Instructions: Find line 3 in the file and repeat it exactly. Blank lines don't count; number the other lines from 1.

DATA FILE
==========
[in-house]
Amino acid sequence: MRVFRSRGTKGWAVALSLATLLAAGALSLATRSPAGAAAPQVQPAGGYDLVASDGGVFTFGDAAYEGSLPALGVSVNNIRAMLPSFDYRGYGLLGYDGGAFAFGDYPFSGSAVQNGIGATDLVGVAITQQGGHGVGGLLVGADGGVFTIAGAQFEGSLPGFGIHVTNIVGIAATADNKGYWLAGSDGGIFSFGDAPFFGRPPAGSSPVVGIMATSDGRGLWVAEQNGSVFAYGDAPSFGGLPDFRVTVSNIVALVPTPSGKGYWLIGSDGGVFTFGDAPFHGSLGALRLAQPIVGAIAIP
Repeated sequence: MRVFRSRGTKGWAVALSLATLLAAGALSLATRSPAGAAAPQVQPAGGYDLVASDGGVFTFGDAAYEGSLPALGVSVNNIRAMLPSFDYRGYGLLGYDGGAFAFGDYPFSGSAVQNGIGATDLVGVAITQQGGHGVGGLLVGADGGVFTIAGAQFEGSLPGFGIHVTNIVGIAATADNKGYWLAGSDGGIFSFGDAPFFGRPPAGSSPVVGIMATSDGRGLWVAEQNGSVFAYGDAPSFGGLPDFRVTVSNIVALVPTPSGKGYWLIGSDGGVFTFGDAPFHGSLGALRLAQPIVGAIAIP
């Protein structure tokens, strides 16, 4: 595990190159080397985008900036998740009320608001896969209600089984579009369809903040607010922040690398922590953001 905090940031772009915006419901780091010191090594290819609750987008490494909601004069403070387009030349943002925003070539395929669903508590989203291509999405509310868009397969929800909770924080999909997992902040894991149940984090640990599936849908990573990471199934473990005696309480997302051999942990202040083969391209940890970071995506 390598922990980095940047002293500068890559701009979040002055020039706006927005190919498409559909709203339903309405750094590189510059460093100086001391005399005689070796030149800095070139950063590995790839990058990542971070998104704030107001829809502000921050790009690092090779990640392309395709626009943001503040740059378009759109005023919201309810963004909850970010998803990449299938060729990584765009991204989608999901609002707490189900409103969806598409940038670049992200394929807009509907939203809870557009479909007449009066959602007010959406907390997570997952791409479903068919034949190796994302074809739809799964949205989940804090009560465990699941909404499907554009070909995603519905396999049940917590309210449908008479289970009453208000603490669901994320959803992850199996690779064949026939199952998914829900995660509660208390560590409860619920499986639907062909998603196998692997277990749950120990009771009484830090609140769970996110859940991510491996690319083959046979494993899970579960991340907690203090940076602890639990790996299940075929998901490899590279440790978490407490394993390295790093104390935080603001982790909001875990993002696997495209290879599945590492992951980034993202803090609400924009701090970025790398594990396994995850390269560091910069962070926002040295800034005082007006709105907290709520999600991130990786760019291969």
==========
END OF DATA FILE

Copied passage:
Repeated sequence: MRVFRSRGTKGWAVALSLATLLAAGALSLATRSPAGAAAPQVQPAGGYDLVASDGGVFTFGDAAYEGSLPALGVSVNNIRAMLPSFDYRGYGLLGYDGGAFAFGDYPFSGSAVQNGIGATDLVGVAITQQGGHGVGGLLVGADGGVFTIAGAQFEGSLPGFGIHVTNIVGIAATADNKGYWLAGSDGGIFSFGDAPFFGRPPAGSSPVVGIMATSDGRGLWVAEQNGSVFAYGDAPSFGGLPDFRVTVSNIVALVPTPSGKGYWLIGSDGGVFTFGDAPFHGSLGALRLAQPIVGAIAIP